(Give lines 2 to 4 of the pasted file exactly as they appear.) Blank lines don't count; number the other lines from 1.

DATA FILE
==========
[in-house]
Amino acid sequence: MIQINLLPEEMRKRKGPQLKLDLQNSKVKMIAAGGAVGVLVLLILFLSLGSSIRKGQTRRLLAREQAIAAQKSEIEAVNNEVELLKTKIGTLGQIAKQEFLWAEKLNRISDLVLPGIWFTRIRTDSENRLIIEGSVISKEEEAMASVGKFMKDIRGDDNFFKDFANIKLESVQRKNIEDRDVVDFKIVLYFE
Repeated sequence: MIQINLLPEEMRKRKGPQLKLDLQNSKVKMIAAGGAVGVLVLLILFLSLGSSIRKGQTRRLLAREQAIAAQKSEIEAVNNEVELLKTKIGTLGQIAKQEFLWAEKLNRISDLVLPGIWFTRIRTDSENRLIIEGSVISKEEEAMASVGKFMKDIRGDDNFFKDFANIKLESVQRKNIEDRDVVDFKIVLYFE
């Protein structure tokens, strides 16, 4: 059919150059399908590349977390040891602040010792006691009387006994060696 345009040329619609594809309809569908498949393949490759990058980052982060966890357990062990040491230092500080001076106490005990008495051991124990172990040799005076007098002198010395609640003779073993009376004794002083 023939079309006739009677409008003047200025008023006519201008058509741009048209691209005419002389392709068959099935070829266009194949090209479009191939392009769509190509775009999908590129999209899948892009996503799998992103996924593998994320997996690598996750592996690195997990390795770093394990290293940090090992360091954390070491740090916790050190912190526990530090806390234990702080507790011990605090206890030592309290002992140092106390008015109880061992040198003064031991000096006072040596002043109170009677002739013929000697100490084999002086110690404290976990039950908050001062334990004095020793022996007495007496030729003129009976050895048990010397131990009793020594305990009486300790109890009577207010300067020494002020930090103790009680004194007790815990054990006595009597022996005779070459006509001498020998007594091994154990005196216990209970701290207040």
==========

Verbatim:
Amino acid sequence: MIQINLLPEEMRKRKGPQLKLDLQNSKVKMIAAGGAVGVLVLLILFLSLGSSIRKGQTRRLLAREQAIAAQKSEIEAVNNEVELLKTKIGTLGQIAKQEFLWAEKLNRISDLVLPGIWFTRIRTDSENRLIIEGSVISKEEEAMASVGKFMKDIRGDDNFFKDFANIKLESVQRKNIEDRDVVDFKIVLYFE
Repeated sequence: MIQINLLPEEMRKRKGPQLKLDLQNSKVKMIAAGGAVGVLVLLILFLSLGSSIRKGQTRRLLAREQAIAAQKSEIEAVNNEVELLKTKIGTLGQIAKQEFLWAEKLNRISDLVLPGIWFTRIRTDSENRLIIEGSVISKEEEAMASVGKFMKDIRGDDNFFKDFANIKLESVQRKNIEDRDVVDFKIVLYFE
């Protein structure tokens, strides 16, 4: 059919150059399908590349977390040891602040010792006691009387006994060696 345009040329619609594809309809569908498949393949490759990058980052982060966890357990062990040491230092500080001076106490005990008495051991124990172990040799005076007098002198010395609640003779073993009376004794002083 023939079309006739009677409008003047200025008023006519201008058509741009048209691209005419002389392709068959099935070829266009194949090209479009191939392009769509190509775009999908590129999209899948892009996503799998992103996924593998994320997996690598996750592996690195997990390795770093394990290293940090090992360091954390070491740090916790050190912190526990530090806390234990702080507790011990605090206890030592309290002992140092106390008015109880061992040198003064031991000096006072040596002043109170009677002739013929000697100490084999002086110690404290976990039950908050001062334990004095020793022996007495007496030729003129009976050895048990010397131990009793020594305990009486300790109890009577207010300067020494002020930090103790009680004194007790815990054990006595009597022996005779070459006509001498020998007594091994154990005196216990209970701290207040």